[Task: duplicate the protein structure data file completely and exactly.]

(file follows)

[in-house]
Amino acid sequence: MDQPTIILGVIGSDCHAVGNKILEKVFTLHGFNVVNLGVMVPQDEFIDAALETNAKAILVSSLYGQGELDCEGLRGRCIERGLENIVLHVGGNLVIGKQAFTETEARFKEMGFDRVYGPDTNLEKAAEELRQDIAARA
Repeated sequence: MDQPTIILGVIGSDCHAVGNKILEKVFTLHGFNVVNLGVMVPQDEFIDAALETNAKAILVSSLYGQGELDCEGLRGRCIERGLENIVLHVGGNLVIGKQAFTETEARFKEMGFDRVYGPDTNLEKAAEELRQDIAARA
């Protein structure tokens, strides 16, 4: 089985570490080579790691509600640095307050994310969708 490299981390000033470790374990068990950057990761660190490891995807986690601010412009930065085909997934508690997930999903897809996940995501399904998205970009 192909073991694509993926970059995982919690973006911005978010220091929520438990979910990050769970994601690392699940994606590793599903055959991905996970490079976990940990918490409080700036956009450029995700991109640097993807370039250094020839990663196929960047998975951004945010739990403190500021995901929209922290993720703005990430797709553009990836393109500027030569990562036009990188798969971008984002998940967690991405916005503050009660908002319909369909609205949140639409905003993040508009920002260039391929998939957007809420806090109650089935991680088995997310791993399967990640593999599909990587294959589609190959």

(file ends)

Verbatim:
[in-house]
Amino acid sequence: MDQPTIILGVIGSDCHAVGNKILEKVFTLHGFNVVNLGVMVPQDEFIDAALETNAKAILVSSLYGQGELDCEGLRGRCIERGLENIVLHVGGNLVIGKQAFTETEARFKEMGFDRVYGPDTNLEKAAEELRQDIAARA
Repeated sequence: MDQPTIILGVIGSDCHAVGNKILEKVFTLHGFNVVNLGVMVPQDEFIDAALETNAKAILVSSLYGQGELDCEGLRGRCIERGLENIVLHVGGNLVIGKQAFTETEARFKEMGFDRVYGPDTNLEKAAEELRQDIAARA
């Protein structure tokens, strides 16, 4: 089985570490080579790691509600640095307050994310969708 490299981390000033470790374990068990950057990761660190490891995807986690601010412009930065085909997934508690997930999903897809996940995501399904998205970009 192909073991694509993926970059995982919690973006911005978010220091929520438990979910990050769970994601690392699940994606590793599903055959991905996970490079976990940990918490409080700036956009450029995700991109640097993807370039250094020839990663196929960047998975951004945010739990403190500021995901929209922290993720703005990430797709553009990836393109500027030569990562036009990188798969971008984002998940967690991405916005503050009660908002319909369909609205949140639409905003993040508009920002260039391929998939957007809420806090109650089935991680088995997310791993399967990640593999599909990587294959589609190959």